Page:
Sleepy driver wrecks on Thanksgiving

U.S. Highway 191, between Safford and Clifton. - Gila Valley Central Photo

By Brooke Curley

GRAHAM COUNTY – One sleepy morning could have been deadly, had the driver kept going.

According to the Arizona Department of Public Safety, Tessa Prall, 18, of Morenci, was southbound on U.S. Highway 191 North near mile marker 139 headed toward Safford when she barely avoided a tragedy.

Just before the long stretch of road straight road, dubbed “The Straight”, Prall became sleepy. At 9:45 a.m., Prall was driving her 2006 Chevy Cobalt when she dozed off and hit the rumble strips just before she exited the Black Hills area of Hwy. 191. Had Prall kept going straight, she would have driven directly into a ravine that was roughly 200 feet deep. However, Prall swerved away from the ravine, turning her vehicle abruptly and skidding across the road and into the side of a hill.

Prall was transported to Mt. Graham Regional Medical Center, where she was treated and released with minor injuries. Prall’s accident is the latest of several that have occurred on the long stretch of road between Safford and Three Way. Multiple wrecks on this long stretch of highway have claimed multiple lives, with sleepiness usually being the main cause.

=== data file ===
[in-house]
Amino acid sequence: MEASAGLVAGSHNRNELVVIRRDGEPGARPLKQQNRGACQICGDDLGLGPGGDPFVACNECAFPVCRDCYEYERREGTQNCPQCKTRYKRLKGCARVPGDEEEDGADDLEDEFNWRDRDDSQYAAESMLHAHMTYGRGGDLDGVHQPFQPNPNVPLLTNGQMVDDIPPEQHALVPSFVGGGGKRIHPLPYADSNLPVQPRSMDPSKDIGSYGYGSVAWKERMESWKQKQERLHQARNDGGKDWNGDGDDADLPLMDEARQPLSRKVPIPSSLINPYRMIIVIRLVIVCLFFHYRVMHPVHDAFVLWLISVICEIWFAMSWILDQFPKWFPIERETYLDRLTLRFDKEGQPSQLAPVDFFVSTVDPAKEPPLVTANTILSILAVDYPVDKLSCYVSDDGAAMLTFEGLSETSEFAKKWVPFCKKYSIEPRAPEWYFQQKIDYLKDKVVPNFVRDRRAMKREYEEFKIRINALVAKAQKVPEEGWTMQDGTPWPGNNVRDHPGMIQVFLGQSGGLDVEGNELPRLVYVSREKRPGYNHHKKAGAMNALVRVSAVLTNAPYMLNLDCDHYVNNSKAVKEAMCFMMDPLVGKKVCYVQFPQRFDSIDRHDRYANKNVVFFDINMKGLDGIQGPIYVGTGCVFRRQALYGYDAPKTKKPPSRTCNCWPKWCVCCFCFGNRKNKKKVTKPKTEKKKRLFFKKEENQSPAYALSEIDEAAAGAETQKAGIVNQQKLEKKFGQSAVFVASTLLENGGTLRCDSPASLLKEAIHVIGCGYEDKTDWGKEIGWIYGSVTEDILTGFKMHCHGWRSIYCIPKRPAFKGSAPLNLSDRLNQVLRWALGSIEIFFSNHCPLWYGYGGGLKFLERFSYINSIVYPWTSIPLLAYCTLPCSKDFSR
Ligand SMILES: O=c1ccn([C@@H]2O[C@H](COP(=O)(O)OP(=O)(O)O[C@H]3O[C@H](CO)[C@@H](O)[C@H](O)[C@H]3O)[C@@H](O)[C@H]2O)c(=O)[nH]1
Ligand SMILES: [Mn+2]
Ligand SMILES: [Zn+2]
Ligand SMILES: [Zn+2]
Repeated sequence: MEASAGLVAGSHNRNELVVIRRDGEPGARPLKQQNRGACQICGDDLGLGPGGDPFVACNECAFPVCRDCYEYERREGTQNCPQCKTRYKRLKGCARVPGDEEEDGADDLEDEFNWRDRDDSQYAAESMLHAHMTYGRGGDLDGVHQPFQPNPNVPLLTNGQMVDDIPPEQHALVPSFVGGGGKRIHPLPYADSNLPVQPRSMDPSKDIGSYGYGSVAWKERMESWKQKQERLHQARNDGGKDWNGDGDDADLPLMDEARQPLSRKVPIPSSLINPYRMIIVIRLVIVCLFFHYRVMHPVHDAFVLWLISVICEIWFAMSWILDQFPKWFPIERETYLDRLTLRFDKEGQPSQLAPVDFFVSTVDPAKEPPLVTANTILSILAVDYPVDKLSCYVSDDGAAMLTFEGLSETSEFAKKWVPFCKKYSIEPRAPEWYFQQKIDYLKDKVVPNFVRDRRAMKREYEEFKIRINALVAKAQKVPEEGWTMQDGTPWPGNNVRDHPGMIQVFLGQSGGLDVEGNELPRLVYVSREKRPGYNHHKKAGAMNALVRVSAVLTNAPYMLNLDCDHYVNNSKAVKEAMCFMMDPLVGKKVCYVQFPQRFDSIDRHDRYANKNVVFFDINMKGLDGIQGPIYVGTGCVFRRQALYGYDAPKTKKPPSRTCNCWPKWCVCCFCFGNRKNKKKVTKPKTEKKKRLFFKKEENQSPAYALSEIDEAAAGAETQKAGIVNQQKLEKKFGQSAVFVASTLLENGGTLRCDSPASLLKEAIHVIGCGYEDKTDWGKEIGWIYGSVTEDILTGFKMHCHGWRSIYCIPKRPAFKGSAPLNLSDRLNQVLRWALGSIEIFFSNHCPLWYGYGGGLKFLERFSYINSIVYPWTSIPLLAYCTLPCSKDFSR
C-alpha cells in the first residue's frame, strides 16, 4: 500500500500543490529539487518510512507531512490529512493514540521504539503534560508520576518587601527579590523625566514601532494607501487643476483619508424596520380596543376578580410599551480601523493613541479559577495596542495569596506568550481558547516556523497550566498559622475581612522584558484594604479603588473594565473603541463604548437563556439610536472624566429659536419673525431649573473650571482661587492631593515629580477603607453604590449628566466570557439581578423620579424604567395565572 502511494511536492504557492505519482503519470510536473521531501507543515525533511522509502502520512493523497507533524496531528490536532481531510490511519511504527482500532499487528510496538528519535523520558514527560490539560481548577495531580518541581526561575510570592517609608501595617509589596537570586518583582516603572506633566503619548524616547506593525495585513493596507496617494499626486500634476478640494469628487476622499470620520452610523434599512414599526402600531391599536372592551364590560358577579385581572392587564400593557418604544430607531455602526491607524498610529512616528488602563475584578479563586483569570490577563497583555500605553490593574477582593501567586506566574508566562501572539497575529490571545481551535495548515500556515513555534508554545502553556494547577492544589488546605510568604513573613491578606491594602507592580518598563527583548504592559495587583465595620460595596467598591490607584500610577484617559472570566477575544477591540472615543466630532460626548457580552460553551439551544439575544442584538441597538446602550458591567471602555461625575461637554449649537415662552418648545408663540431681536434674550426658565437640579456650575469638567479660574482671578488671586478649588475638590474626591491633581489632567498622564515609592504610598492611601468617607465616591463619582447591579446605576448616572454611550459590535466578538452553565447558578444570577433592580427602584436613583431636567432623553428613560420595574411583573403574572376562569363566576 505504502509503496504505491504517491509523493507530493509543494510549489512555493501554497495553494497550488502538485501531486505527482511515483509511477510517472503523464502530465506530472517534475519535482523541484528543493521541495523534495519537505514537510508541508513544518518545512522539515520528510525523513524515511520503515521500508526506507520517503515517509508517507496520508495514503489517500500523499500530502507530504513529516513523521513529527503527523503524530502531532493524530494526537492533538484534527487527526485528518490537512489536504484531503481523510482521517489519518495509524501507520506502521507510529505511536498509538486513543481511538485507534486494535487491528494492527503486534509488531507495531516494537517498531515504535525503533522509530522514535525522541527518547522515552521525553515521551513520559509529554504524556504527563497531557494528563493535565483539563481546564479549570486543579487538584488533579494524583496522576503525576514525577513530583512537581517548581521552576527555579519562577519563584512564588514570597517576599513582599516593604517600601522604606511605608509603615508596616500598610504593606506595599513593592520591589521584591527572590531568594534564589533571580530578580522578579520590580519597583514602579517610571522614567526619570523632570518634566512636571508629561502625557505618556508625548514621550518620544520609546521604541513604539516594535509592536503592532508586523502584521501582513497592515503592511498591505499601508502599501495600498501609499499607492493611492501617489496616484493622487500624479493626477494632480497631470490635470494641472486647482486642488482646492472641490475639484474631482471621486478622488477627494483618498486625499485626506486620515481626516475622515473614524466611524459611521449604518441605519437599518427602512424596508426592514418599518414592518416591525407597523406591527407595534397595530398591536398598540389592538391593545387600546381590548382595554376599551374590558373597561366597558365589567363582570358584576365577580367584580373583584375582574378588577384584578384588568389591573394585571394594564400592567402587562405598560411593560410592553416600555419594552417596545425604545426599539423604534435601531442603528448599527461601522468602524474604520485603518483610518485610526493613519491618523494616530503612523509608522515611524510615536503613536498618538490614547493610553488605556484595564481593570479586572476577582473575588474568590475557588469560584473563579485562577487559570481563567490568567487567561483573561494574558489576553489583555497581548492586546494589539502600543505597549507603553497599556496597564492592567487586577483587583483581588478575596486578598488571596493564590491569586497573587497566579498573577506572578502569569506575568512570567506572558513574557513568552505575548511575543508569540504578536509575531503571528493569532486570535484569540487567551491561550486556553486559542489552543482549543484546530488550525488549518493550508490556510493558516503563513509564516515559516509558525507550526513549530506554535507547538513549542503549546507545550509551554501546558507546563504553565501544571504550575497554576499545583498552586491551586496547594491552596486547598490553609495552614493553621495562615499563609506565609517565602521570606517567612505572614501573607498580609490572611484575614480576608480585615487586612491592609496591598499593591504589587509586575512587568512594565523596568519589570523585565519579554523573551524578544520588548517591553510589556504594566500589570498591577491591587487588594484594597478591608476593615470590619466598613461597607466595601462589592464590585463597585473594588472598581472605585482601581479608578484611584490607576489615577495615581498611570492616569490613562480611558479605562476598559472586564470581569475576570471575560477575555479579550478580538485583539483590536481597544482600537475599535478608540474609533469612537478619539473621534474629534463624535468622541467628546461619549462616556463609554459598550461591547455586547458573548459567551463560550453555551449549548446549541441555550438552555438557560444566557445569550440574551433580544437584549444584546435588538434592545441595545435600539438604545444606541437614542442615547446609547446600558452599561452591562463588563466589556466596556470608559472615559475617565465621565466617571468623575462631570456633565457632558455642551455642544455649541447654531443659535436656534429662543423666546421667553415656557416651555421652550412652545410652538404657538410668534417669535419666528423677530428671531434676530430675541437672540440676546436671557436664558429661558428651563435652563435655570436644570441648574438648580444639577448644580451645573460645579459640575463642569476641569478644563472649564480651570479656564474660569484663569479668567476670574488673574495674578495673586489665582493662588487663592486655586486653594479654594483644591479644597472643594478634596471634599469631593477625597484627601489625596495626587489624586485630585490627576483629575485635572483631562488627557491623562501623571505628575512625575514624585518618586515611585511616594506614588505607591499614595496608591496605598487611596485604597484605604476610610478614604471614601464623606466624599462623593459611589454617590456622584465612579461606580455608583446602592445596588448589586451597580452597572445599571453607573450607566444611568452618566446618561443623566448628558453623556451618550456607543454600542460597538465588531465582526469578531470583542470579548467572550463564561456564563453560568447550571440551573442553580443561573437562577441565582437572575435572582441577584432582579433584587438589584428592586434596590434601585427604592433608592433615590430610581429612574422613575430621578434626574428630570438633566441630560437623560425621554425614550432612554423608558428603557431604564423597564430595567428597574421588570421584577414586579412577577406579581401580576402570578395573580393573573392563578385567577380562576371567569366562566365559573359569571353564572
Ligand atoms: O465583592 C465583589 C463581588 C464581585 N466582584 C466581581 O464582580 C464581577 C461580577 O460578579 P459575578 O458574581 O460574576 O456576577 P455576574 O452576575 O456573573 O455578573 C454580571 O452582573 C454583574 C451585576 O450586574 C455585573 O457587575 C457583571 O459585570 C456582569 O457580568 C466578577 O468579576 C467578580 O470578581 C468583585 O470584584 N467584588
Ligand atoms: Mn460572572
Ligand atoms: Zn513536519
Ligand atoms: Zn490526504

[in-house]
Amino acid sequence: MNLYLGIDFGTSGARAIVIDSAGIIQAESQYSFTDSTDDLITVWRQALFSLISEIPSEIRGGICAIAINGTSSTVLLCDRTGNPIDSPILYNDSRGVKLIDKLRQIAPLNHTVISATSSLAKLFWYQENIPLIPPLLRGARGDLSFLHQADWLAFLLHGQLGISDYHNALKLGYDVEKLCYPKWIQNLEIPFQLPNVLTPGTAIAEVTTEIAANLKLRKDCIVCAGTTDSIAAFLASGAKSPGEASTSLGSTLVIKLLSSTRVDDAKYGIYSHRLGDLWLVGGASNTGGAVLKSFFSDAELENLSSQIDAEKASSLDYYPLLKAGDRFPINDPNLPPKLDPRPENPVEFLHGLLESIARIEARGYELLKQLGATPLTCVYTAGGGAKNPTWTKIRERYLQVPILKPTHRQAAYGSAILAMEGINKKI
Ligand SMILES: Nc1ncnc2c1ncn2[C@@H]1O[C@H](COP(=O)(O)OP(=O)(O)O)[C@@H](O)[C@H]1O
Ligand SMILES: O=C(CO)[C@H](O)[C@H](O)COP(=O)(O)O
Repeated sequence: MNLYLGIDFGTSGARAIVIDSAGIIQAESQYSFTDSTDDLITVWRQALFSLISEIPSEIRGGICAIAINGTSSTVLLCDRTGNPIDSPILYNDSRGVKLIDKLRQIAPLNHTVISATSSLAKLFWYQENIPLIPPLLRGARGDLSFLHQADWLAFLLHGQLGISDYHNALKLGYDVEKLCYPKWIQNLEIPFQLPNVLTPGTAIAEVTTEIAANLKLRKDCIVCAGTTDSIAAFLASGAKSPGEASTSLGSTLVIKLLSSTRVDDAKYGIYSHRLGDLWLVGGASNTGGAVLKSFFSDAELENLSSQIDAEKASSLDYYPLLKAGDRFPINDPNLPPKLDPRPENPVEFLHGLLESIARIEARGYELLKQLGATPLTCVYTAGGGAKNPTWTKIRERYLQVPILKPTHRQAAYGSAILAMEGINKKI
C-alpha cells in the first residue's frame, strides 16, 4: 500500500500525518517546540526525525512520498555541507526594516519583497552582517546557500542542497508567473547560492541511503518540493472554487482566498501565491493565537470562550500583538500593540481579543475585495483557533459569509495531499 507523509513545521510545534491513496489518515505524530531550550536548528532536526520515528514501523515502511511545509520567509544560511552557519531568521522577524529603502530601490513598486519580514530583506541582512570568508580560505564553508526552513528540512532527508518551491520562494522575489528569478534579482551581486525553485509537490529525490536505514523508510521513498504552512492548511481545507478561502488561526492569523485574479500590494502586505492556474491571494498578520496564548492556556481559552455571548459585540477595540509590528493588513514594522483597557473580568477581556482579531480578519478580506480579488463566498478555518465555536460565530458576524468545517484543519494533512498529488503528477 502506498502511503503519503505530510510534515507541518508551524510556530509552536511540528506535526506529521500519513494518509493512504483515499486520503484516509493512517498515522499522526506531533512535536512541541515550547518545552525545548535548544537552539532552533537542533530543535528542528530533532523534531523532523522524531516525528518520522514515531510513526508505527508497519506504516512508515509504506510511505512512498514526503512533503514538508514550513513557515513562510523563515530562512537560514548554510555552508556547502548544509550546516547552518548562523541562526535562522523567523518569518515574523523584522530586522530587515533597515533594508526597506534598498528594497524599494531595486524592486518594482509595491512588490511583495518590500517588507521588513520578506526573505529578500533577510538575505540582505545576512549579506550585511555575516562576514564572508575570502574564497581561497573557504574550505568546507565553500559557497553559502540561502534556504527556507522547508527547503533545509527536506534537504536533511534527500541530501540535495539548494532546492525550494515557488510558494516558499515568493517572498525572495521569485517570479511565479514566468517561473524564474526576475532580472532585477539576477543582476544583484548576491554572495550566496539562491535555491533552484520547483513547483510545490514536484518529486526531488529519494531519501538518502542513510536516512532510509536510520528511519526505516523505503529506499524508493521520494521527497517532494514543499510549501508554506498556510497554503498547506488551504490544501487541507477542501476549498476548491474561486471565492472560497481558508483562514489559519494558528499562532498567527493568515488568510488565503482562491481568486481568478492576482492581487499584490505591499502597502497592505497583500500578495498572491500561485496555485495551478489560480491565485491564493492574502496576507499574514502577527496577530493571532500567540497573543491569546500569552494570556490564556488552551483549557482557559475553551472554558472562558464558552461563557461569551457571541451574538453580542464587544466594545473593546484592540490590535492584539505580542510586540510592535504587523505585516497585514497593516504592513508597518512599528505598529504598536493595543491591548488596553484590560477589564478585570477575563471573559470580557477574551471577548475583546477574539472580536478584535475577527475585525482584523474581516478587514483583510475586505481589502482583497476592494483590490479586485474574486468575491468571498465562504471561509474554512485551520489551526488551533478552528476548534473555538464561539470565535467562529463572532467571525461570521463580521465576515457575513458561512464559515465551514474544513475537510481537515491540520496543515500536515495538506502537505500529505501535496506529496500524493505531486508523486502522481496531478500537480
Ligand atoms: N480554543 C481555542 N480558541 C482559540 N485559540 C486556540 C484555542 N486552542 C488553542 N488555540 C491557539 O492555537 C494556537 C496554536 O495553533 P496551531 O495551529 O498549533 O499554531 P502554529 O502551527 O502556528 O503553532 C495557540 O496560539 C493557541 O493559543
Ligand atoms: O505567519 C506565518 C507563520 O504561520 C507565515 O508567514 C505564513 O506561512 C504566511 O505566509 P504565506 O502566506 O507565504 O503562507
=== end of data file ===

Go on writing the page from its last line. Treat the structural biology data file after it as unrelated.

Symptoms of sleepy driving include:

Difficulty focusing, frequent blinking, or heavy eyelids
Daydreaming; wandering/disconnected thoughts
Trouble remembering the last few miles driven; missing exits or traffic signs
Yawning repeatedly or rubbing your eyes
Trouble keeping your head up
Drifting from your lane, tailgating, or hitting a shoulder rumble strip
Feeling restless and irritable

Methods to Combat Sleepy Driving:

The pre-drive nap: taking a short nap before a road trip can help make up for a short night’s sleep.
The mid-drive nap: if you find yourself drowsy while driving, pull over to take a short nap of 20 minutes. Make sure you are in a safe location and remember you’ll be groggy for 15 minutes or so after waking up.
The Buddy system: It’s safest to drive with a partner on long trips. Pull over every two hours and switch drivers, while the other takes a nap if possible.
Don’t rush. Better to arrive at your destination safe than on time.
Do not drink alcohol. Even very small amounts of alcohol will enhance drowsiness.
Don’t drive between midnight and 6 a.m. Because of your body’s biological rhythm, this is a time when sleepiness is most intense.
Drink caffeine: Caffeine improves alertness, although be aware that the effects of caffeine will wear off after several hours.

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